Amie Hewish, Head of Primary and Secondary, Maths and Science at Oxford University Press

We have learnt a lot in the past year and one of the most important takeaways from the shift to digital learning has been that curricula needs to evolve to enable learners to develop the core skills needed to navigate future uncertainty and become ‘digitally fluent’. The pandemic has given us an opportunity to refocus education for the future and, as a result, we’re seeing fresh energy brought to debates around how we can best serve learners moving forward.

A recent study by Oxford University Press (OUP), looking into the impact of digital learning, found that just 15 per cent of teachers felt their institution was able to align remote education completely to their intended curriculum. This is no surprise when institutions were, almost overnight, forced to rely heavily on digital platforms, integrating new technologies into the classroom.

We also saw a tangible shift in parents’ and carers’ relationship with teaching and learning. Many are now less preoccupied with academic progress and more concerned about their children’s wellbeing. There is perhaps greater recognition of the importance of the pastoral aspects of school life and the friendships and social experiences that school enables.

There is no better time, in the wake of the pandemic’s unprecedented disruption to schooling, to bring a fresh approach to addressing the needs of the next generation of learners and teachers. That’s why we recently launched a consultation, calling on all educators and policy-makers to share their views on the development of our innovative, new Oxford Smart Curriculum—designed to prepare young people for whatever their futures may hold. We know that teachers are the experts in understanding what their students need to succeed. It’s crucial that we listen to their perspectives on what will be impactful in practice and use this to reshape how we teach and learn.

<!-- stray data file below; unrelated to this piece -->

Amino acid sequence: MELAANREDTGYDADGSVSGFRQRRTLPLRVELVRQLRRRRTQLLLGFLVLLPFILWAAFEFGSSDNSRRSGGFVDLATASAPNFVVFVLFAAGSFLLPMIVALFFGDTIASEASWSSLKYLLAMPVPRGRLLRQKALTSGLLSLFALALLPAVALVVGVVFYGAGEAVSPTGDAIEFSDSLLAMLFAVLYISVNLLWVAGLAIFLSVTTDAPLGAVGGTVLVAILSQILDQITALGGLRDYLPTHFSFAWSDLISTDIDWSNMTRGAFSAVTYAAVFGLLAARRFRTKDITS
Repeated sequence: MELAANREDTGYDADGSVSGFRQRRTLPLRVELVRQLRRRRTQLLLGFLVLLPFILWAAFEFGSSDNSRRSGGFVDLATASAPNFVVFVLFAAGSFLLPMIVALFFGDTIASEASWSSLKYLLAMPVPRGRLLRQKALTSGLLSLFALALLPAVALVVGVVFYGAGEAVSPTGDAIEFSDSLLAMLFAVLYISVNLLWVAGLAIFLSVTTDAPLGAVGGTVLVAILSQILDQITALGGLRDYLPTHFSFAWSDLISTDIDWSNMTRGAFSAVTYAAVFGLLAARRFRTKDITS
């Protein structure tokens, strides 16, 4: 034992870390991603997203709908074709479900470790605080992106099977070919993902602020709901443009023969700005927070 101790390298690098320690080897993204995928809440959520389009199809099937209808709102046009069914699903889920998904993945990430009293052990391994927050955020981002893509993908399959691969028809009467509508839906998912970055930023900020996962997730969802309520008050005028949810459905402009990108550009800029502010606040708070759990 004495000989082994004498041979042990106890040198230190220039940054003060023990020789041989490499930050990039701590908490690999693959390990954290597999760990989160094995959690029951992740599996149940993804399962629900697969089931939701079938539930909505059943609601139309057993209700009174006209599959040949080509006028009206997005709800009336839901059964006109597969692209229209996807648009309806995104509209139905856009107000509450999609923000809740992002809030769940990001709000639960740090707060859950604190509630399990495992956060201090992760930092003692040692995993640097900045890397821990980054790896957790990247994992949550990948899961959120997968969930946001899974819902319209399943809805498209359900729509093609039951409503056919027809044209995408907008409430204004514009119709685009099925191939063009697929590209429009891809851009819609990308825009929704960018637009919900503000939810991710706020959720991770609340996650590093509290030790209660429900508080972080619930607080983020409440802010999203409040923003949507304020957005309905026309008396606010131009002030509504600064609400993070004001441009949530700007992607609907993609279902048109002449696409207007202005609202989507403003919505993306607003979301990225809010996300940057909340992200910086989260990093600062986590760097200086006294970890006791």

Teachers’ time has always been a challenge and adapting to a new way of teaching over the past year, with a vast range of new digital technology to get to grips with, has only exacerbated this. Our research has shown that 86 per cent of UK teachers feel their workload had increased since the implementation of remote education. To save teachers valuable time, the Smart Curriculum provides a structured and effective approach to building subject knowledge and skills that can be used within, and across, subjects. As the first time that curriculum and assessment have been developed in tandem, it integrates high-impact strategies to support responsive teaching and learning, in order to deliver the best educational outcomes.

The curriculum will be focused around six key pillars: coherent curriculum pathways; high expectations; responsive teaching and learning; developing cognitive and metacognitive skills; identity; and awe and wonder. As well as promoting knowledge and academic achievement, these principles are also about creating an environment in which young people can thrive and develop their own identity, have autonomy in their own education and, hopefully, develop a life-long love for learning.

We need an inspiring curriculum that combines teacher expertise with the best educational research, meeting the needs of schools now, while also preparing young people for the future. By taking into consideration the needs of different students and contexts, learners must be given the space to set their own path, regardless of their background.

What’s more, it’s crucial that curricula supports the development of both cognitive and metacognitive skills young people need to be both emotionally and intellectually equipped for the future. In an ever-changing landscape, getting comfortable with uncertainty will be essential for future generations to succeed, with these skills more important than ever when it comes to navigating our rapidly changing world.

Amie Hewish, Head of Primary and Secondary, Maths and Science at Oxford University Press

The consultation for OUP’s Smart Curriculum is open until 7 July before being rolled out with pilot schools in September of this year. Aligned with the National Curriculum, it will eventually be available to all UK secondary schools and multi-academy trusts.

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